This study was supported by the European Union’s Horizon 2020 Research and Innovation Program under grant agreement No. 952401 (TwinBrain – TWINning the BRAIN with machine learning for neuro-muscular efficiency).
Conflict of Interest
The authors declare that the research was conducted in the absence of any commercial or financial relationships that could be construed as a potential conflict of interest.
All claims expressed in this article are solely those of the authors and do not necessarily represent those of their affiliated organizations, or those of the publisher, the editors and the reviewers. Any product that may be evaluated in this article, or claim that may be made by its manufacturer, is not guaranteed or endorsed by the publisher.
The Supplementary Material for this article can be found online at: https://www.frontiersin.org/articles/10.3389/fpsyg.2022.840863/full#supplementary-material
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Keywords: exergames, functionality, mental health, dual-task, telehealth, tele rehabilitation
Citation: Meulenberg CJW, de Bruin ED and Marusic U (2022) A Perspective on Implementation of Technology-Driven Exergames for Adults as Telerehabilitation Services. Front. Psychol. 13:840863. doi: 10.3389/fpsyg.2022.840863
Received: 21 December 2021; Accepted: 09 February 2022;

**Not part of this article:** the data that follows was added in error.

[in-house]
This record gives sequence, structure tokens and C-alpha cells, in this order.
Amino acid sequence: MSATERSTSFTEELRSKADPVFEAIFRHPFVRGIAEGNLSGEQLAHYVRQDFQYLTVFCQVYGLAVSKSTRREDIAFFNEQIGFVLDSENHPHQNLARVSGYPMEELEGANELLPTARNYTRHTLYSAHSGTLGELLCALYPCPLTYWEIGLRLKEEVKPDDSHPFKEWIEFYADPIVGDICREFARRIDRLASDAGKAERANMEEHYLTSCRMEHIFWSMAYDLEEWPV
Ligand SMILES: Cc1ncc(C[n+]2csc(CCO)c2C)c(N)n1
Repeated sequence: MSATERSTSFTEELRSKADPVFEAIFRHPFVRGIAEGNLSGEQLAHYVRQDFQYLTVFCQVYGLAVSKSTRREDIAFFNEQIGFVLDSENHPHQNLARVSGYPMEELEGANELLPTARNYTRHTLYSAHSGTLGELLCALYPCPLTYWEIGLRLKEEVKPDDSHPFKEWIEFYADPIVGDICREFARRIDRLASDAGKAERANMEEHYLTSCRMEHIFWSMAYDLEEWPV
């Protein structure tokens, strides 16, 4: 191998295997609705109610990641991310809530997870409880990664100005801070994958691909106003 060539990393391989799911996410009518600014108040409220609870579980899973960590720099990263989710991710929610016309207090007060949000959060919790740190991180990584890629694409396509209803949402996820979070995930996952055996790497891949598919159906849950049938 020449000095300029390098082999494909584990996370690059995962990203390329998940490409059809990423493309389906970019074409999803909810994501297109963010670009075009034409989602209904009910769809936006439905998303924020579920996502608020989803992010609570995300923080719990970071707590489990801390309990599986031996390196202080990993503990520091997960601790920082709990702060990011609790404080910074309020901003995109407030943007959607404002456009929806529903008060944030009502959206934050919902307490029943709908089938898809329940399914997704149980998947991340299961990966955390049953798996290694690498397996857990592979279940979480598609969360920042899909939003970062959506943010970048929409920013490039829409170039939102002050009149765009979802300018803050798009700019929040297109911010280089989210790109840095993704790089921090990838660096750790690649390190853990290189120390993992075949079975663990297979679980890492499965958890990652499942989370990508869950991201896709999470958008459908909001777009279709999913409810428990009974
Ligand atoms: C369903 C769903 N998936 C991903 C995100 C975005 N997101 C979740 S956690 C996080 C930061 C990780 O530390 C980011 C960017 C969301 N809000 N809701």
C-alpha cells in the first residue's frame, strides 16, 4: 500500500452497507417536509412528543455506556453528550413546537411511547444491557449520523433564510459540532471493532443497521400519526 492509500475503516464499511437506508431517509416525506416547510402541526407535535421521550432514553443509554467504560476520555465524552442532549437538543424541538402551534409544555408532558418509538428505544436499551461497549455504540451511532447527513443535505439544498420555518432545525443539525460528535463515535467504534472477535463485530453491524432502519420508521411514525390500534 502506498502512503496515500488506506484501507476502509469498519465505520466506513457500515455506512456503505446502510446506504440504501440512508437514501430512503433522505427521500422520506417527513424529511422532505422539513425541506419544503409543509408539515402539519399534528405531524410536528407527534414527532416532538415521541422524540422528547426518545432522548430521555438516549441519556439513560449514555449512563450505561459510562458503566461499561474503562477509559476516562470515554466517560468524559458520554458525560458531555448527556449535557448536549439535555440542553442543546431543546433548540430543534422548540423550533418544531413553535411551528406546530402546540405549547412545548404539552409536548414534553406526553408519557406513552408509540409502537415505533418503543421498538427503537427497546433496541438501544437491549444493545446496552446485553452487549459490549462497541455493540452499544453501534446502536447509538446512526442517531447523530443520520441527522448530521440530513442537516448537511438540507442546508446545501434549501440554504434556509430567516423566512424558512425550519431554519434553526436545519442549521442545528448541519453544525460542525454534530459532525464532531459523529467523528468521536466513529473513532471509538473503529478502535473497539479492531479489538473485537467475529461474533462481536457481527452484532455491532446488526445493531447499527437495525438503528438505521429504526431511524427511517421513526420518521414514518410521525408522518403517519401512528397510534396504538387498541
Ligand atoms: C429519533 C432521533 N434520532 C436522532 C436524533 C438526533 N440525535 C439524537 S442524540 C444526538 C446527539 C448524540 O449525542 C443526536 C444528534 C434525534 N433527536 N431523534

Published: 17 March 2022.
Edited by:Carlos Vaz De Carvalho, Polytechnic Institute of Porto, Portugal
Reviewed by:Sara Bernini, Neurological Institute Foundation Casimiro Mondino (IRCCS), Italy
António Fernando Coelho, University of Porto, Portugal
Copyright © 2022 Meulenberg, de Bruin and Marusic. This is an open-access article distributed under the terms of the Creative Commons Attribution License (CC BY). The use, distribution or reproduction in other forums is permitted, provided the original author(s) and the copyright owner(s) are credited and that the original publication in this journal is cited, in accordance with accepted academic practice. No use, distribution or reproduction is permitted which does not comply with these terms.
*Correspondence: Eling D. de Bruin, email@example.com
†ORCID: Cécil J. W. Meulenberg, orcid.org/0000-0001-8778-3316; Eling D. de Bruin, orcid.org/0000-0002-6542-7385; Uros Marusic, orcid.org/0000-0002-7420-2137